Dominican Friars have been known throughout the centuries for the special ministry of hearing confessions. Some of our churches offer many hours for confession each week. During Advent and Lent here at the Dominican House of Studies, we frequently are asked to help with penance services in the area. Last Advent I went with 15 friars to one of the larger parishes in the Arlington diocese to help with confessions.
The Sacrament of Confession is called by St. Catherine of Siena, “Baptism through hope in the Blood.” The image of blood is used to apply God’s mercy to the penitent to bring healing and forgiveness. As an on-going remedy for weakness it is an “on-going Baptism of Blood.”(1) The “ministers who hold the key to the Blood” will “pour” the Blood over the soul of the penitent during the prayer of absolution.(2) Going to confession is an extraordinary experience for St. Catherine. Through confession, St. Catherine tells us, when "man comes out of the guilt of mortal sin, we see he is born anew every time.”(3) If the penitent is able to confess his sins but chooses not to do so and simply has contrition, he will be deprived of the “fruit of the Blood.”(4) It is a sacrament that should not be delayed in one’s life - particularly for someone considering a vocation. Along with Baptism, Penance hearkens back to the death of Christ where the Blood shed for humanity is ministered to the souls of the penitents restoring them to grace they originally drew from the power of the Blood in Baptism.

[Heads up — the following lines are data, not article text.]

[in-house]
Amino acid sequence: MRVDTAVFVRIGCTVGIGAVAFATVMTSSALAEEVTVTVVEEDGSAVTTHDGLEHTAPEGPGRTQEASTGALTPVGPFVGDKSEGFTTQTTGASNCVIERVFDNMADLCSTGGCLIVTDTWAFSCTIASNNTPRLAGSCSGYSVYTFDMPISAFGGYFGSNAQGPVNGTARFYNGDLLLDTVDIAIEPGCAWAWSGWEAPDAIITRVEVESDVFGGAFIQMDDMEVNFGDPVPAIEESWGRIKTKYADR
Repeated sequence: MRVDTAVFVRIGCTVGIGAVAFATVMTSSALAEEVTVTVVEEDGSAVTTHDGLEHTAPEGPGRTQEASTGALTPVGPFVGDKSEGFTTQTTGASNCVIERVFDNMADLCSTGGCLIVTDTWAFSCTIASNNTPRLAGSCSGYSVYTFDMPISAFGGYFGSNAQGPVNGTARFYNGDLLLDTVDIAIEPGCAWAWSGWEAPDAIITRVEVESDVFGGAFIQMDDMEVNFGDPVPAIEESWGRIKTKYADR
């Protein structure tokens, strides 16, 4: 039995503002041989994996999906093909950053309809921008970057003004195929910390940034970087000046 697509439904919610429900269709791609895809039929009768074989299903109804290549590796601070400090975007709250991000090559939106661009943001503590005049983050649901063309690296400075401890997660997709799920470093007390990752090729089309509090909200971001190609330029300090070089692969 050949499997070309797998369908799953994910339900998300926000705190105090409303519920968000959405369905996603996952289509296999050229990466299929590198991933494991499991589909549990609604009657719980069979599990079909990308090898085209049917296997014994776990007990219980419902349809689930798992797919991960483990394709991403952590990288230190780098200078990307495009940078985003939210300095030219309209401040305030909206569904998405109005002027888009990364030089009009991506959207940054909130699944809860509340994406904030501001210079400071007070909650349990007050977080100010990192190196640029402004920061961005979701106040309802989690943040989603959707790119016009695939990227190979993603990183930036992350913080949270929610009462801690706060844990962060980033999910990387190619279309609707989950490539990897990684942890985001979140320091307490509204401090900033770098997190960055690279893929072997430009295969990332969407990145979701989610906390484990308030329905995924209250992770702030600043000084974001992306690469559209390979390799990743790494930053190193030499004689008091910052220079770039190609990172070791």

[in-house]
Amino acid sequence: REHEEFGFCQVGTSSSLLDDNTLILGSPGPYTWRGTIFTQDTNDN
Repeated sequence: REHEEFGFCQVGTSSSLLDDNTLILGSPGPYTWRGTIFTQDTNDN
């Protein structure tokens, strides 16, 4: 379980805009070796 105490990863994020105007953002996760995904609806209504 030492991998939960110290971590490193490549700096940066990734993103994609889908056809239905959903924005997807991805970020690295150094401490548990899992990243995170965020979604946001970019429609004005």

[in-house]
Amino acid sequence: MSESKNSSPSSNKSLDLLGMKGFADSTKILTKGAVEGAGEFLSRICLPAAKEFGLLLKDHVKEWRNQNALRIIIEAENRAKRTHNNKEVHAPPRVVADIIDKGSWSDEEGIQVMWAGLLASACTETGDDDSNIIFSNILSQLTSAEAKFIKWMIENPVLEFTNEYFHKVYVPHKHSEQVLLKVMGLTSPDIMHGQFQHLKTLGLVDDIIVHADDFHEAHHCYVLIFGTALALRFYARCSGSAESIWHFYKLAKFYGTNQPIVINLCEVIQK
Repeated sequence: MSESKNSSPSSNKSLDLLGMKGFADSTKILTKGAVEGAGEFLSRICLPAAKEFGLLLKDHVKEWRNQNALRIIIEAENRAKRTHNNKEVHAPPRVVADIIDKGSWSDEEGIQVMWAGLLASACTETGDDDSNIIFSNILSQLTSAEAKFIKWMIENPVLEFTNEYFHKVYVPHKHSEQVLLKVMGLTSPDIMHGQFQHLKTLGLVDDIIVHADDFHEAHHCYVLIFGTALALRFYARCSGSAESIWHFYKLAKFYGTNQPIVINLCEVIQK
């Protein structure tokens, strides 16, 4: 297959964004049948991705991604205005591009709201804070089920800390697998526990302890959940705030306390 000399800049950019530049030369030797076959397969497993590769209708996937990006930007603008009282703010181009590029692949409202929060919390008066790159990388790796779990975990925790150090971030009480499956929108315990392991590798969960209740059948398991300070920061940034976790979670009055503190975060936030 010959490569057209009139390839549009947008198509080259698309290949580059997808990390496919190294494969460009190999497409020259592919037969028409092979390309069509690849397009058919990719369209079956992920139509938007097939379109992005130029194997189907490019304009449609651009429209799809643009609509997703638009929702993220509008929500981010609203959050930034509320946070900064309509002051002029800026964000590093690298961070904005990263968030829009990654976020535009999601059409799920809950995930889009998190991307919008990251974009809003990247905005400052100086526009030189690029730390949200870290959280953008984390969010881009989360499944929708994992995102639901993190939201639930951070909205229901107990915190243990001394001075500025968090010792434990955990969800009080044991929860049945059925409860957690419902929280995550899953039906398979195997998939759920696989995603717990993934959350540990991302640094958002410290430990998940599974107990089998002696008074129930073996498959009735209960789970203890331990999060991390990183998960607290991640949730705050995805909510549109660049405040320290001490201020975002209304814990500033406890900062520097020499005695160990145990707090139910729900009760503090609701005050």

Finally, I would add that when a young man is regularly availing himself to the grace of the Sacraments of the Church (in particular the sacraments of Confession & daily Mass), he can be confident that any attraction he may have to Dominican life should be more seriously acted upon. It would then be a good time to call me and plan to come to one of our upcoming vocation weekends. May the "fruit of the Blood" which St. Catherine so eloquently speaks of be operative in your lives and in your discernment!
1 Dialogue, #75
3 Letters of St. Catherine of Siena, T305
4 Dialogue, #75